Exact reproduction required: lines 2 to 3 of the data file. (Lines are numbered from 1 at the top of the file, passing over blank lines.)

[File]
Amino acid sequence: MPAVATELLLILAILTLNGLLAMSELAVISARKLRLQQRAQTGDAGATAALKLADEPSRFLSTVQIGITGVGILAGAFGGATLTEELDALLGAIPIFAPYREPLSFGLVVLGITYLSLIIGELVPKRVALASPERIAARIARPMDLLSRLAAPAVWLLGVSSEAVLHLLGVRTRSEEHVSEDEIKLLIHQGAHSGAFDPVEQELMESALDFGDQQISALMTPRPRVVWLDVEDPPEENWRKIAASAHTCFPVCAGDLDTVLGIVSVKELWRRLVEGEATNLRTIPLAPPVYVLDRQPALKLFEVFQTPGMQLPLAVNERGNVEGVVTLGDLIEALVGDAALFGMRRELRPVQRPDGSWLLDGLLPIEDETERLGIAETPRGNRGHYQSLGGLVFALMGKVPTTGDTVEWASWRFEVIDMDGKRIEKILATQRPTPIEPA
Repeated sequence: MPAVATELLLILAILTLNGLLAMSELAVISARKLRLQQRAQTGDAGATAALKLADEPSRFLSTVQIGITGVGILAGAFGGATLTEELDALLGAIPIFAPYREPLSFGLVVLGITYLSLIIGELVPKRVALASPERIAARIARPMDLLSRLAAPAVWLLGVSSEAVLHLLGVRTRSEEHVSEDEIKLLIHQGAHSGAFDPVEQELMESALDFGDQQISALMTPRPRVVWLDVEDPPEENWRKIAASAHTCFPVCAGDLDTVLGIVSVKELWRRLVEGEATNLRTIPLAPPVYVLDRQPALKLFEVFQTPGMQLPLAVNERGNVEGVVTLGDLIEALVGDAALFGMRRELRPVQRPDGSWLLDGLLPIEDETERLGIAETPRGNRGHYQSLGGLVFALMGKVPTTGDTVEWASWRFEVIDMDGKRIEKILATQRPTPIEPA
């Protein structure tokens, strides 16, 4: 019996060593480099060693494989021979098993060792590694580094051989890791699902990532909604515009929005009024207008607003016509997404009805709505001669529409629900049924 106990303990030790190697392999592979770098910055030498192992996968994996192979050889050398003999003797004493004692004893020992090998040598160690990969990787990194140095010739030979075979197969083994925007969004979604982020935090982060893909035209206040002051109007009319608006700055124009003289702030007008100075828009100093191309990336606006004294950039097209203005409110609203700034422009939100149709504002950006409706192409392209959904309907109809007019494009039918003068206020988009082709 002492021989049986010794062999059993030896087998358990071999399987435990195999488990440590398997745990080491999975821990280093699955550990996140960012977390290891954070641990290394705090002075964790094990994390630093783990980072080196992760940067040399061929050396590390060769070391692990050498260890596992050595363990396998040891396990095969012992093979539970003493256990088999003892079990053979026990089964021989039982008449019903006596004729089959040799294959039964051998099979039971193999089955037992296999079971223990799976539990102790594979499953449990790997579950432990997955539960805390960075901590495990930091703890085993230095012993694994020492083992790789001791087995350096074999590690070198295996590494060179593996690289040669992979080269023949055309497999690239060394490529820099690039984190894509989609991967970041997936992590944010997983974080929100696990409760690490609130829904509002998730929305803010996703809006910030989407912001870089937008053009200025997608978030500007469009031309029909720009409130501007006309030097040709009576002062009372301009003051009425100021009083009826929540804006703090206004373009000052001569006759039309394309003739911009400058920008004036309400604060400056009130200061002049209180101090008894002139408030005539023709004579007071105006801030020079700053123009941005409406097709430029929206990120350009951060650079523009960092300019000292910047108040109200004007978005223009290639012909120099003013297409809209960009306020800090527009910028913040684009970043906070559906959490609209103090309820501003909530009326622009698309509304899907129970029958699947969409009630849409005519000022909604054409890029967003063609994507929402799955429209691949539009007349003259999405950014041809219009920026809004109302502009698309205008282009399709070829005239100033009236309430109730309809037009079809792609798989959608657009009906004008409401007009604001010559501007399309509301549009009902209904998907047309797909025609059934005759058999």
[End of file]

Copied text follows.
Repeated sequence: MPAVATELLLILAILTLNGLLAMSELAVISARKLRLQQRAQTGDAGATAALKLADEPSRFLSTVQIGITGVGILAGAFGGATLTEELDALLGAIPIFAPYREPLSFGLVVLGITYLSLIIGELVPKRVALASPERIAARIARPMDLLSRLAAPAVWLLGVSSEAVLHLLGVRTRSEEHVSEDEIKLLIHQGAHSGAFDPVEQELMESALDFGDQQISALMTPRPRVVWLDVEDPPEENWRKIAASAHTCFPVCAGDLDTVLGIVSVKELWRRLVEGEATNLRTIPLAPPVYVLDRQPALKLFEVFQTPGMQLPLAVNERGNVEGVVTLGDLIEALVGDAALFGMRRELRPVQRPDGSWLLDGLLPIEDETERLGIAETPRGNRGHYQSLGGLVFALMGKVPTTGDTVEWASWRFEVIDMDGKRIEKILATQRPTPIEPA
């Protein structure tokens, strides 16, 4: 019996060593480099060693494989021979098993060792590694580094051989890791699902990532909604515009929005009024207008607003016509997404009805709505001669529409629900049924 106990303990030790190697392999592979770098910055030498192992996968994996192979050889050398003999003797004493004692004893020992090998040598160690990969990787990194140095010739030979075979197969083994925007969004979604982020935090982060893909035209206040002051109007009319608006700055124009003289702030007008100075828009100093191309990336606006004294950039097209203005409110609203700034422009939100149709504002950006409706192409392209959904309907109809007019494009039918003068206020988009082709 002492021989049986010794062999059993030896087998358990071999399987435990195999488990440590398997745990080491999975821990280093699955550990996140960012977390290891954070641990290394705090002075964790094990994390630093783990980072080196992760940067040399061929050396590390060769070391692990050498260890596992050595363990396998040891396990095969012992093979539970003493256990088999003892079990053979026990089964021989039982008449019903006596004729089959040799294959039964051998099979039971193999089955037992296999079971223990799976539990102790594979499953449990790997579950432990997955539960805390960075901590495990930091703890085993230095012993694994020492083992790789001791087995350096074999590690070198295996590494060179593996690289040669992979080269023949055309497999690239060394490529820099690039984190894509989609991967970041997936992590944010997983974080929100696990409760690490609130829904509002998730929305803010996703809006910030989407912001870089937008053009200025997608978030500007469009031309029909720009409130501007006309030097040709009576002062009372301009003051009425100021009083009826929540804006703090206004373009000052001569006759039309394309003739911009400058920008004036309400604060400056009130200061002049209180101090008894002139408030005539023709004579007071105006801030020079700053123009941005409406097709430029929206990120350009951060650079523009960092300019000292910047108040109200004007978005223009290639012909120099003013297409809209960009306020800090527009910028913040684009970043906070559906959490609209103090309820501003909530009326622009698309509304899907129970029958699947969409009630849409005519000022909604054409890029967003063609994507929402799955429209691949539009007349003259999405950014041809219009920026809004109302502009698309205008282009399709070829005239100033009236309430109730309809037009079809792609798989959608657009009906004008409401007009604001010559501007399309509301549009009902209904998907047309797909025609059934005759058999």